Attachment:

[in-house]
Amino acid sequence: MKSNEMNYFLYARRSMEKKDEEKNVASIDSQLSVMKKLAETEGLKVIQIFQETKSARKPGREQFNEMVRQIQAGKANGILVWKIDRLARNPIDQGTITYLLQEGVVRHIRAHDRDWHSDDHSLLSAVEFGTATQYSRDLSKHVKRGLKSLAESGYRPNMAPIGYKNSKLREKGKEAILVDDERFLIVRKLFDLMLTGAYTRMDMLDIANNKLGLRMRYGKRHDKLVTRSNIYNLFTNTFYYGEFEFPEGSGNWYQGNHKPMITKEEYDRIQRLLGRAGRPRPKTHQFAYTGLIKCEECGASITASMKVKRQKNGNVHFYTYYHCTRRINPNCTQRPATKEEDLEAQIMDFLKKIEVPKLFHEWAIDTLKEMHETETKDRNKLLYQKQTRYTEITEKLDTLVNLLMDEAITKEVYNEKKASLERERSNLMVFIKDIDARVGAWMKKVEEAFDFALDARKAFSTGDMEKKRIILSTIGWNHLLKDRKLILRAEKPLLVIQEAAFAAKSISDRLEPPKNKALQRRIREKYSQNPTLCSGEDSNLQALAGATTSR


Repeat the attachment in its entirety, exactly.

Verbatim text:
[in-house]
Amino acid sequence: MKSNEMNYFLYARRSMEKKDEEKNVASIDSQLSVMKKLAETEGLKVIQIFQETKSARKPGREQFNEMVRQIQAGKANGILVWKIDRLARNPIDQGTITYLLQEGVVRHIRAHDRDWHSDDHSLLSAVEFGTATQYSRDLSKHVKRGLKSLAESGYRPNMAPIGYKNSKLREKGKEAILVDDERFLIVRKLFDLMLTGAYTRMDMLDIANNKLGLRMRYGKRHDKLVTRSNIYNLFTNTFYYGEFEFPEGSGNWYQGNHKPMITKEEYDRIQRLLGRAGRPRPKTHQFAYTGLIKCEECGASITASMKVKRQKNGNVHFYTYYHCTRRINPNCTQRPATKEEDLEAQIMDFLKKIEVPKLFHEWAIDTLKEMHETETKDRNKLLYQKQTRYTEITEKLDTLVNLLMDEAITKEVYNEKKASLERERSNLMVFIKDIDARVGAWMKKVEEAFDFALDARKAFSTGDMEKKRIILSTIGWNHLLKDRKLILRAEKPLLVIQEAAFAAKSISDRLEPPKNKALQRRIREKYSQNPTLCSGEDSNLQALAGATTSR